Movie Review
Fun with Dick and Jane
Dick and Jane poster
By Scott Sycamore     Published September 21, 2005
US Release: December 21, 2005

Directed by: Dean Parisot
Starring: Jim Carrey , Téa Leoni

Running Time: 90 minutes
Domestic Box Office: $110,503,000
This is a train wreck for everyone involved.
Here we have the worst movie of Jim Carrey's far. When I learned that I would be watching a new comedy starring him, I was expecting a reasonable level of quality. What I got was a shamefully forgettable and infuriatingly unfunny hack-job. My mouth opened not to laugh, but to drop my jaw on the floor; I was in shock from the vapidity of this material. It's difficult for me to illustrate just how hard this movie fails. I did not let out one audible chuckle for the entire runtime. This is the kind of flick that makes you want to take a dump in your hand and fling it at the screen. I don't care what kind of reaction a movie tries to provoke; I think we can agree that cinema should never elicit groans of boredom. This movie turns its back on us faithful viewers.

First of all, this one is yet another remake, which I actually didn't know when I saw it. Yes, another piece of 70's-era media has been re-done/raped by a sheister Hollywood conglomerate, trying anything humanly possible to avoid original ideas. The story is about a married couple - Dick and Jane (Jim Carrey and Tea Leoni) - who are chirpy and upwardly mobile. They also have a young son, but he never comes into play. They have a nice suburban house with a green lawn in front. But then, due to an Enron-like corporate scandal, Dick loses his good job at a respectable company. Now the family is forced to fend for themselves with no means of income. So they go the illegal route and turn to robbery, donning ski masks to hold up coffee shops and ATM visitors.

It's a wacky adventure filled with good times. Okay it isn't (but you already knew that from previous paragraphs). I mean, aren't you falling on the floor laughing right now at the concept alone? White suburbanites become street criminals due to economic desperation: it's simply the most gripping setup on the market. Maybe if this movie had something to say about class and/or society, the hokeyness of the premise could be forgiven. But nope, this flick has less commentary than someone with their mouth sewn shut.

Let's talk acting for a second. Carrey does an ultra-light riff on his usual role (think Liar, Liar minus all edge) but since he has nothing funny to do or say, it really doesn't matter what kind of persona he takes up; he achieves the once-impossible (for him) task of having zero screen presence. Tea Leoni gives one of the most atrocious performances to come around in a while: she is annoying in both voice and mannerism, and doesn't come off as realistic at all. The two leads embarrass themselves in a way that you wouldn't have thought they'd be capable of; it's painful to listen to them trudge through their dialogue as the movie sinks deeper with every passing second. Alec Baldwin shows up as a villainous businessman, but he also doesn't register at all. The only performer who shows any spark is Richard Jenkins (a Farrelly brothers vet), but even his natural watch-ability does not rub off onto the larger movie.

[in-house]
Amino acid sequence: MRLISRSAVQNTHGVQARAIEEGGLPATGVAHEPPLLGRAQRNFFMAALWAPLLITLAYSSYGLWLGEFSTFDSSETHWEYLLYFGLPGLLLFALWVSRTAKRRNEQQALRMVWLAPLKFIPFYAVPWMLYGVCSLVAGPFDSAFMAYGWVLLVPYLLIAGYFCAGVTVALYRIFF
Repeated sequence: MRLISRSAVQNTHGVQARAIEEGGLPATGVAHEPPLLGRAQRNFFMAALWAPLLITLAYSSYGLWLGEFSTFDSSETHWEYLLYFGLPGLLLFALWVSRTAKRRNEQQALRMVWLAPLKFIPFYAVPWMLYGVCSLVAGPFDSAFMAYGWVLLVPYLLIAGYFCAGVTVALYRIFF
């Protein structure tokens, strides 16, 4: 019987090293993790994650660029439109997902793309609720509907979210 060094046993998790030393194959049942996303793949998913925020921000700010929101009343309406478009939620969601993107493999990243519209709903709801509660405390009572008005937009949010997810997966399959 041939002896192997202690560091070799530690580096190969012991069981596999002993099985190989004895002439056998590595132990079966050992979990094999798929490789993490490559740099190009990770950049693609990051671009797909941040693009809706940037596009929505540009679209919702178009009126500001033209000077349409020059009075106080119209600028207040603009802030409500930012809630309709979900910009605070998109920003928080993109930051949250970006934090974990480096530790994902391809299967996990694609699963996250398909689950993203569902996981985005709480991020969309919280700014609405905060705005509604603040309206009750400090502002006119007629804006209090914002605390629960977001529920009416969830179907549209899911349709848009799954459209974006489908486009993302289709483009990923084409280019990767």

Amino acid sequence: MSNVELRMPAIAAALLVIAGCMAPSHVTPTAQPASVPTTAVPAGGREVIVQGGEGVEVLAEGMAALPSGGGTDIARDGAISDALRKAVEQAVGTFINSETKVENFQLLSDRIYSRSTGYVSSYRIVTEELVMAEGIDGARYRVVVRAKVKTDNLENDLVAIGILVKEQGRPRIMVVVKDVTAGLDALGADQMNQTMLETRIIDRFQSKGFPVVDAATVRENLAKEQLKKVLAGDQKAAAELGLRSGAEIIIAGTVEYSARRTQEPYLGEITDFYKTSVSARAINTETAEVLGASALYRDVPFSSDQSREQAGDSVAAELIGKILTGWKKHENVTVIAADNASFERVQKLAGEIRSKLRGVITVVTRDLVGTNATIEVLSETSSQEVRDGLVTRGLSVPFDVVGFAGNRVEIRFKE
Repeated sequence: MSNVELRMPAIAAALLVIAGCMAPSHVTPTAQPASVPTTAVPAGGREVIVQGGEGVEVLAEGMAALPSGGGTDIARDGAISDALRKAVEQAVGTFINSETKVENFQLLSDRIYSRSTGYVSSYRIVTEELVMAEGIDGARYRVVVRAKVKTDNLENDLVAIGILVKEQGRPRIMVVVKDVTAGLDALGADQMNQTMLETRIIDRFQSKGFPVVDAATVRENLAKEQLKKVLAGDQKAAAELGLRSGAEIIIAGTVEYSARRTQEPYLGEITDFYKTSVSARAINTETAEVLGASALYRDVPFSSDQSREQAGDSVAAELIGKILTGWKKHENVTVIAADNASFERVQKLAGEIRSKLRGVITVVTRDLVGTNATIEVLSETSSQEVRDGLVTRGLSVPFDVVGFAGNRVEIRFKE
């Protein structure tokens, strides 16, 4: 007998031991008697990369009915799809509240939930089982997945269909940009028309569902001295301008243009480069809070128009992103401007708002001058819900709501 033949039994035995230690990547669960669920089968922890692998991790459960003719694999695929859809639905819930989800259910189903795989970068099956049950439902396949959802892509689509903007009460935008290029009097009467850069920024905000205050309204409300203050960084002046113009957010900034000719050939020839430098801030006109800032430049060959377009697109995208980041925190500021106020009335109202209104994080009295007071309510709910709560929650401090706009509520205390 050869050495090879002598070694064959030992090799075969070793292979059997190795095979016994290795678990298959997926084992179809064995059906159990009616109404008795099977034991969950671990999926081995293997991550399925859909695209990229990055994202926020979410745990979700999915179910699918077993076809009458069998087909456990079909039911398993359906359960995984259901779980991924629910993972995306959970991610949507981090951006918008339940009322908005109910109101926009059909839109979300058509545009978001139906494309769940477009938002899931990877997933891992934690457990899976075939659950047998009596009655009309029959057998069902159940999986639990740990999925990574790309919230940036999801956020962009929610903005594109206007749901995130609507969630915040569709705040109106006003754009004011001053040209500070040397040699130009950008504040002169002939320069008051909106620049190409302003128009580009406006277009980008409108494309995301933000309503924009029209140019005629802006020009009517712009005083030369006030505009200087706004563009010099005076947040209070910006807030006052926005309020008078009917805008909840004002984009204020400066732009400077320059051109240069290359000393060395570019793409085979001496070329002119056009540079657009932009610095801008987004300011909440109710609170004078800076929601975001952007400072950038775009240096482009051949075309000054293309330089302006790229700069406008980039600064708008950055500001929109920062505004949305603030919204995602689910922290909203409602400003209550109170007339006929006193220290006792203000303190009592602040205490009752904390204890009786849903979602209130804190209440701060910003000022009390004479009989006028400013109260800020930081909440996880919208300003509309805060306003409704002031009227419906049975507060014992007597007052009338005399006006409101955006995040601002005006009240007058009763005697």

This is a train wreck for everyone involved. Not even Jim Carrey can make it the slightest bit interesting. Why did he take the role (and co-produce the frickin' thing)? I'll leave that for him to explain if he has the guts to own up to this massive misfire. Avoid this movie at all costs, even if you're the world's biggest Carrey fan; this is the kind of movie that makes Batman Forever seem like sold material.
Scott's Grade: D+
Scott's Overall Grading: 417 graded movies
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'Dick and Jane' Articles
  • Scott's Worst Films of 2005
    January 24, 2006    If you?d like to cringe with embarrassment while also being bored to tears, see {Fun with Dick and Jane}. -- Scott Sycamore
  • Craig's review B
    December 26, 2005    Dick and Jane isn't high art, but it's easy to root for. -- Craig Younkin
  • Lee's review C-
    September 7, 2005    Watching Dick and Jane is like being on the Titanic: you?re looking for a way out as you keep sinking deeper and deeper, and you?re astonished at how someone could let such a thing happen. -- Lee Tistaert